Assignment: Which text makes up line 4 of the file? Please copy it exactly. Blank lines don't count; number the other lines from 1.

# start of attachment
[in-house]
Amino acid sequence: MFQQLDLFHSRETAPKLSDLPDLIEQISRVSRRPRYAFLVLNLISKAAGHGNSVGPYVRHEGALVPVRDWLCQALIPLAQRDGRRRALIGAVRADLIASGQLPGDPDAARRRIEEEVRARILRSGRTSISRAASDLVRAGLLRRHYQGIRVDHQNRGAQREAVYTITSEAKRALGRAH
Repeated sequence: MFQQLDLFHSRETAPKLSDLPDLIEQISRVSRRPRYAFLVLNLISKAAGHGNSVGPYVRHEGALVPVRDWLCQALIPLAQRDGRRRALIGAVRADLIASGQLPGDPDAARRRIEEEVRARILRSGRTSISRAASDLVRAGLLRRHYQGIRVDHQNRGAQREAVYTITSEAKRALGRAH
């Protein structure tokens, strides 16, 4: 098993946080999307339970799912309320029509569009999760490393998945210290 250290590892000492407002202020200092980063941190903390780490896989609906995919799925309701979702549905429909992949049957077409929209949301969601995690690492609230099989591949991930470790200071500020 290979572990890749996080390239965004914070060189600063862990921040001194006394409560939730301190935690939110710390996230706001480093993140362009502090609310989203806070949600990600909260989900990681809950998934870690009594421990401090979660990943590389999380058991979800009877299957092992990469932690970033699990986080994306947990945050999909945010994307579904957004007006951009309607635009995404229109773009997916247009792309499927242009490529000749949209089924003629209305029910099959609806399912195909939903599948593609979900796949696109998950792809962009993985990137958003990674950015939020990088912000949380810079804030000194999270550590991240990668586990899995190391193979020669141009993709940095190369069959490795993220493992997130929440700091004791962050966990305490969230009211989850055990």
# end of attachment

């Protein structure tokens, strides 16, 4: 098993946080999307339970799912309320029509569009999760490393998945210290 250290590892000492407002202020200092980063941190903390780490896989609906995919799925309701979702549905429909992949049957077409929209949301969601995690690492609230099989591949991930470790200071500020 290979572990890749996080390239965004914070060189600063862990921040001194006394409560939730301190935690939110710390996230706001480093993140362009502090609310989203806070949600990600909260989900990681809950998934870690009594421990401090979660990943590389999380058991979800009877299957092992990469932690970033699990986080994306947990945050999909945010994307579904957004007006951009309607635009995404229109773009997916247009792309499927242009490529000749949209089924003629209305029910099959609806399912195909939903599948593609979900796949696109998950792809962009993985990137958003990674950015939020990088912000949380810079804030000194999270550590991240990668586990899995190391193979020669141009993709940095190369069959490795993220493992997130929440700091004791962050966990305490969230009211989850055990």